Gunstone: I always have several projects on the go. Aside from FP I’ve been writing a series called Inner Worlds for Action Lab, which has suffered from some unfortunate art delays (for several reasons). I recently completed a new proposal with a fantastic Spanish artist called Alberto Hernandez called Sea Kings, which is a fantasy series that comes from the same creative wellspring as FP and which we’re currently shopping around. I would love to write more Planet of Daemons, which I produced with the artist Paul Moore for Amigo Comics a couple of years ago. But Amigo is currently on hiatus, so we need to find a new publisher for that. I have a lot of story ideas—nearly always big ones!—so I’m always looking for talented artists as committed to seeing the project through as I am.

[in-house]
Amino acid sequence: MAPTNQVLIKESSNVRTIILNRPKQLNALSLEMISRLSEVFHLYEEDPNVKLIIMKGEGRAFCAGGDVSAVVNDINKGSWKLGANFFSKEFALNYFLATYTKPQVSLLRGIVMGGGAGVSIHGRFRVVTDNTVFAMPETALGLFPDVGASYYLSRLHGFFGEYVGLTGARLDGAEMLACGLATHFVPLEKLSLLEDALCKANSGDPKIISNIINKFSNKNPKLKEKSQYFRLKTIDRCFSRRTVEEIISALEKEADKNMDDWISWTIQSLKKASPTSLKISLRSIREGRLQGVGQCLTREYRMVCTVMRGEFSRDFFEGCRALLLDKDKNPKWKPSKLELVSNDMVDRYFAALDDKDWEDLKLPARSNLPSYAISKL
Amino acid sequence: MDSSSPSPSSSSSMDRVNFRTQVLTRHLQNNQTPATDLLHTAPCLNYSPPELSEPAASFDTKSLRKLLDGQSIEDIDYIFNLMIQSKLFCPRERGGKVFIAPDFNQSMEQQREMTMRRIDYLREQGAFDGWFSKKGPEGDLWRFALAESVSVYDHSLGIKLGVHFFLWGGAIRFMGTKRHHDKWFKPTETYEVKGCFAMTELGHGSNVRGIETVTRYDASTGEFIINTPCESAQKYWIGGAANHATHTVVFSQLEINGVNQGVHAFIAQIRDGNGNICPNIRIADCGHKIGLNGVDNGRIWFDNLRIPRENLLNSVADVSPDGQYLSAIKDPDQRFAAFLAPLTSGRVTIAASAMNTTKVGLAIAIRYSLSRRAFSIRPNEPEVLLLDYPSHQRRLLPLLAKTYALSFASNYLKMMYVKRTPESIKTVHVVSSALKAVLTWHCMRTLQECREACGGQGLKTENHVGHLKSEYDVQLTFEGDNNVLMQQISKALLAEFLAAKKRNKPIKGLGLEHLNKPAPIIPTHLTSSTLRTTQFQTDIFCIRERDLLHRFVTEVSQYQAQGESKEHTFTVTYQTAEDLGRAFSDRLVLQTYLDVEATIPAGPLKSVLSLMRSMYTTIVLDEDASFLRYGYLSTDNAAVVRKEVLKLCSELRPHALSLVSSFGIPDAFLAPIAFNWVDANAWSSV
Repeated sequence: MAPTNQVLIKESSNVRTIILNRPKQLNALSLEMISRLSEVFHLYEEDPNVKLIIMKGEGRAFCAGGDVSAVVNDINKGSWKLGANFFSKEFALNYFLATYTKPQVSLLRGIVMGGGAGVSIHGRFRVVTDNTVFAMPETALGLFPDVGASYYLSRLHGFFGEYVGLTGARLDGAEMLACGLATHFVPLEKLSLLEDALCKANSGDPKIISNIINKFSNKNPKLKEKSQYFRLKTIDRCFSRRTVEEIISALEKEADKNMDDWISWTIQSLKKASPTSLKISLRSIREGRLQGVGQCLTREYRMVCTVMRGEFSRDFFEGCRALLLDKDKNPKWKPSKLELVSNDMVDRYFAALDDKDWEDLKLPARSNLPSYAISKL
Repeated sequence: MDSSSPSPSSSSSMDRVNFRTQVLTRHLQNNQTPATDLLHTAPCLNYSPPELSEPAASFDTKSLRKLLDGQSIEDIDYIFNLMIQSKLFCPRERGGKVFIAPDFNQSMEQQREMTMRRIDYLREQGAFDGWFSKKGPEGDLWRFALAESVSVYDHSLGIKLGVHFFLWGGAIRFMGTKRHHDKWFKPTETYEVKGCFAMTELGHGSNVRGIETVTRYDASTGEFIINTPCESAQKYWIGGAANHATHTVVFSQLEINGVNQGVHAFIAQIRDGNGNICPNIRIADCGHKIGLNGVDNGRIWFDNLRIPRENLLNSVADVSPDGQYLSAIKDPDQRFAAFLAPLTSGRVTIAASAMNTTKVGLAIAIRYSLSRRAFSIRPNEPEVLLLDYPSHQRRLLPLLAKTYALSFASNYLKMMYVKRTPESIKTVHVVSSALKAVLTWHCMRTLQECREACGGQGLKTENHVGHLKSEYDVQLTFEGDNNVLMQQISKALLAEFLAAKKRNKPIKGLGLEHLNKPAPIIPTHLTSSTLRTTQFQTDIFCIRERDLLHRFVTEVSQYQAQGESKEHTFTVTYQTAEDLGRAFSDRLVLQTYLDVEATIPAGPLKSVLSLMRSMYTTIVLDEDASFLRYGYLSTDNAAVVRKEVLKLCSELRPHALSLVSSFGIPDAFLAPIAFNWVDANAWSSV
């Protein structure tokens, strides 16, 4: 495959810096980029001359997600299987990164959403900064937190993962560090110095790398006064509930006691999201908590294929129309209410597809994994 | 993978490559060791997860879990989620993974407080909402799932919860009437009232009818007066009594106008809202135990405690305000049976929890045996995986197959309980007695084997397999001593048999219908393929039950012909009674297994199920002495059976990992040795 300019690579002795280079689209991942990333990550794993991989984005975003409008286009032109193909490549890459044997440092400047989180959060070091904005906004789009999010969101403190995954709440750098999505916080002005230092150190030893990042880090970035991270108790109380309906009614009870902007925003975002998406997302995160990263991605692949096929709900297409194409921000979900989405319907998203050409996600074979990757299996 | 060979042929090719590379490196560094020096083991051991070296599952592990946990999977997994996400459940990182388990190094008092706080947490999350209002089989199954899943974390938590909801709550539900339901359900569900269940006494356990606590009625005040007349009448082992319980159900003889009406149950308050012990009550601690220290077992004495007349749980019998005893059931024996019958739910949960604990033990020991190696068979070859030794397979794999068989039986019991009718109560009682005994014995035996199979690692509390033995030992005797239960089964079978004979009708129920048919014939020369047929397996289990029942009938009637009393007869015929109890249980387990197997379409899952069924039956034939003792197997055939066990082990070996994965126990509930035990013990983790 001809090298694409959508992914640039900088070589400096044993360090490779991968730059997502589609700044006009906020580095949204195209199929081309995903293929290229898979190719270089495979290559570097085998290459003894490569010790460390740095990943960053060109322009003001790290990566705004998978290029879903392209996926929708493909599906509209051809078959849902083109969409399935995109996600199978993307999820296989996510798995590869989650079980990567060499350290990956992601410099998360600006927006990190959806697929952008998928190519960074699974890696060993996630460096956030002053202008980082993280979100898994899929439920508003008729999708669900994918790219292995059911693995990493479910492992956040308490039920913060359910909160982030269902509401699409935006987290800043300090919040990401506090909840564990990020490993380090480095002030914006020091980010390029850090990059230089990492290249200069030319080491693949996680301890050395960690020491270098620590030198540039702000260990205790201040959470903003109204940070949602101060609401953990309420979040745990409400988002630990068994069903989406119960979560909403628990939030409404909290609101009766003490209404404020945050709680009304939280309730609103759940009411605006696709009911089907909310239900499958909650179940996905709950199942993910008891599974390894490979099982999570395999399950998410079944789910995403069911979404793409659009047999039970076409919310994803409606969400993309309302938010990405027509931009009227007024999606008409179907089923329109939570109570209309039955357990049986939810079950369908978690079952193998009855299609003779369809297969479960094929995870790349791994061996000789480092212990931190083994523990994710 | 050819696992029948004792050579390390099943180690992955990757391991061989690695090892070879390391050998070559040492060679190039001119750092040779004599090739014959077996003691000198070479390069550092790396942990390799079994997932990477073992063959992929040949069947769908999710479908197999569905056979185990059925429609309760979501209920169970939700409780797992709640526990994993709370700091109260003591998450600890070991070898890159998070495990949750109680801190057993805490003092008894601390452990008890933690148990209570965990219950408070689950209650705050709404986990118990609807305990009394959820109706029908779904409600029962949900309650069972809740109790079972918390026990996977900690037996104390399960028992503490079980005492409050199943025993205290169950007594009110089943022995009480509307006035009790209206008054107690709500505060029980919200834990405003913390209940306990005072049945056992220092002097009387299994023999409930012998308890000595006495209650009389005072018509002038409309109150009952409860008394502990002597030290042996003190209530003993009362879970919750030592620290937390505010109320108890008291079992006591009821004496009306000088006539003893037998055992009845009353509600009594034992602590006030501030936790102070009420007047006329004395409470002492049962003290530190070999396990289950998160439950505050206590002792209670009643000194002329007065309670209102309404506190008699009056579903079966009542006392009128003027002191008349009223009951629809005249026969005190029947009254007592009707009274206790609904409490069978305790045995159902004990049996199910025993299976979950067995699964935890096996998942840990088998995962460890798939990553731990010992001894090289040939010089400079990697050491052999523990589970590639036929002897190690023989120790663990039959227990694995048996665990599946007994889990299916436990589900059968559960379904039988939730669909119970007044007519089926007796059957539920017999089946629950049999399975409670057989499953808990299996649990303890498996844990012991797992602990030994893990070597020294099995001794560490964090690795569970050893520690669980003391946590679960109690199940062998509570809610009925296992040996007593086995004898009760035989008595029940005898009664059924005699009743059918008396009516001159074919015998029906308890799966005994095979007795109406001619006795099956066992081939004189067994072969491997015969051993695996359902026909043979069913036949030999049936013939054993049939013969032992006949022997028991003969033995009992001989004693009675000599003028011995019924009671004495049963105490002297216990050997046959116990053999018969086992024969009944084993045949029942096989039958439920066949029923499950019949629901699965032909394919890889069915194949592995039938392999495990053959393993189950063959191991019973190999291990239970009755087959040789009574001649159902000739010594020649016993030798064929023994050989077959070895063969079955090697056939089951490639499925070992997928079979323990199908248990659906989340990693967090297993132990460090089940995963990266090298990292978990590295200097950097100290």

Stefan Mrkonjic
Stefan Mrkonjic

Me: How did you learn about and become part of the Future Primitive creative team?

Mrkonjic: The artist of the book, Boban, is a friend, and when I originally saw the pages he was working on, I thought it was really great stuff. I expressed an interest to work on the book if they ever needed a colorist.

Unexpectedly, a couple of months later the original colorist dropped out and I got the call. I hit the pause button on all the other projects right away.

Me: If you could describe your particular color palette in Future Primitive within one sentence, what would you say?

Mrkonjic: Primal, mythical, its main purpose is to evoke a history (that never was).

Me: How have your colors distinguished themselves in this project versus your past projects?

Mrkonjic: This is a unique project. When people think of comic books, they usually think of bright, garish colors. In some ways that could not be more different than Future Primitive. Here it’s all about creating the atmosphere, using more natural, earth tones but then contrasting that with prophesies and visions that have more psychedelic, neon quality.

Future Primitive - interior art 1